Consumers were quick to shift their payment habits from cash to cashless during the COVID-19 crisis, according to a recent report by Square. In the seven weeks from March 1 to April 23, the percent of cashless* Square sellers nearly quadrupled from 8% to 31%. One Square merchant who “never [had] heard of the concept” in 2019 now is cashless for 90% of her transactions; 69% of Square merchants think that the COVID-19 crisis will accelerate the adoption of cashless payments in the US; and the number of years they believe it will take the US to turn into a cashless society has shrunk from 19 in the 2019 survey to 13.
Mobile payments offer an even safer alternative to debit and credit cards when they are not contactless. According to researchers from Princeton and other universities, the COVID-19 virus can live on plastic surfaces for 72 hours while, according to a 2019 study, credit cards spread more germs than a New York City subway pole.
*Defined as accepting 95% or more of transactions with credit or debit cards.
5. Square Has Become Bitcoin’s Unofficial Marketing Department
As stated by Square CEO Jack Dorsey in March 2019, Square Crypto is supporting underfunded areas in the Bitcoin ecosystem, including design. According to Jack, “great design will help more people access this technology faster and better.”
Instead of hiring one full-time designer, Square Crypto will be pointing talent toward an open source design community made up of freelance designers interested in Bitcoin but unsure where to focus their time and skills, as well as designers working full-time at Bitcoin companies. Anyone can participate in the community by joining the Bitcoin Design Slack workspace.
Without a dedicated marketing team, Bitcoin has faced somewhat of a “branding” perception problem. In our view, its lack of branding highlights Bitcoin’s open source and decentralized nature. Typically, given enough time and attention, such open source projects attract more centralized organizations to encourage their development.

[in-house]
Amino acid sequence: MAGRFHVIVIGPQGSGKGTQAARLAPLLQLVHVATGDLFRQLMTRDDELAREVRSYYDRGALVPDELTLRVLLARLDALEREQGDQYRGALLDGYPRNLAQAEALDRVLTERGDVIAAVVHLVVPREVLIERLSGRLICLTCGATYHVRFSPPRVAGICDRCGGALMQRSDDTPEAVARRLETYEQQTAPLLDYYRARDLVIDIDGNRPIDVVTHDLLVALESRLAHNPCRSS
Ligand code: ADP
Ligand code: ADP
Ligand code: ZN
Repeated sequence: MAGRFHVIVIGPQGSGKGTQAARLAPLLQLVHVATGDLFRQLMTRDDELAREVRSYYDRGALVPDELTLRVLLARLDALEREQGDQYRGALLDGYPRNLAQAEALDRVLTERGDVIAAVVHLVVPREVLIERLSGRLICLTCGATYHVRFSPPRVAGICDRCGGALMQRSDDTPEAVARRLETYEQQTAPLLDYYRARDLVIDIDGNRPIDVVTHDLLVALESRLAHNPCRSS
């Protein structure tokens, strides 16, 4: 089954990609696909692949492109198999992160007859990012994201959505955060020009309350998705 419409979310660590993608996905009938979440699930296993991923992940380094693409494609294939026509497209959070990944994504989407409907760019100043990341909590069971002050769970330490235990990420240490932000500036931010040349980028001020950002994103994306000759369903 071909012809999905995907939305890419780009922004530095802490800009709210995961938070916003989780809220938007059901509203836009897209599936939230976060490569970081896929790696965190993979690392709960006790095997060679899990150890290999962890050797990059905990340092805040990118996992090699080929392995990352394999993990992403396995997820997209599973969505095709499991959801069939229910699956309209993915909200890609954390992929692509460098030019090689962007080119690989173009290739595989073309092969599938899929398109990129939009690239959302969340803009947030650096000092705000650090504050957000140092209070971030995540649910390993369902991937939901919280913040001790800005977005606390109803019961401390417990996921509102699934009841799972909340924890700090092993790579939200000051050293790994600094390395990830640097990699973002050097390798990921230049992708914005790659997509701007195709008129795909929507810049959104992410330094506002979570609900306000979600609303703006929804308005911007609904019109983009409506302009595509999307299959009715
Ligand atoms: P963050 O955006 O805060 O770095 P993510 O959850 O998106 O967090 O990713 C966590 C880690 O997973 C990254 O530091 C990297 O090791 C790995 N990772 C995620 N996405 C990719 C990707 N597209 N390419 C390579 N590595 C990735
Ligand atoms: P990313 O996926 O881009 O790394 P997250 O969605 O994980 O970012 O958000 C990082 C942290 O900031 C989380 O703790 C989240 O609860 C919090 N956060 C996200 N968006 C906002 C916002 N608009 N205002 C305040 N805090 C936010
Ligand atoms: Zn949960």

While few pure play crypto companies have hired full-time open source contributors, we believe Square Crypto’s commitment to a Bitcoin design community highlights Square’s willingness to trade off short term profits for long-term returns.
6. India Is Banning Chinese Apps, a Sign of the Increased Balkanization of the Internet
The internet—once an unrestricted global platform for information and commerce—is breaking down along geopolitical lines. After border clashes with China that killed 20 of its soldiers, India banned almost 60 Chinese smartphone apps including TikTok, WeChat, and Weibo. The Indian government explained that these apps were collecting and transmitting user data surreptitiously. With a third of its users in India, TikTok’s parent Bytedance probably will be impacted the most, particularly because it has been planning to IPO.
Censoring content critical of its government, China was the first country to fracture the internet with a great firewall, creating an asymmetry whereby its companies have had access to foreign markets while international companies have been banned from China. Unchallenged for decades, China now is facing US restrictions and bans on companies like ZTE and Huawei based on national security risks.
As global tension increases, techno-nationalism could be the new normal. Purportedly, TikTok tried to subvert a Trump rally recently, even after it had been banned by branches of the US government and military. Chinese apps are likely to face much more scrutiny in the days ahead.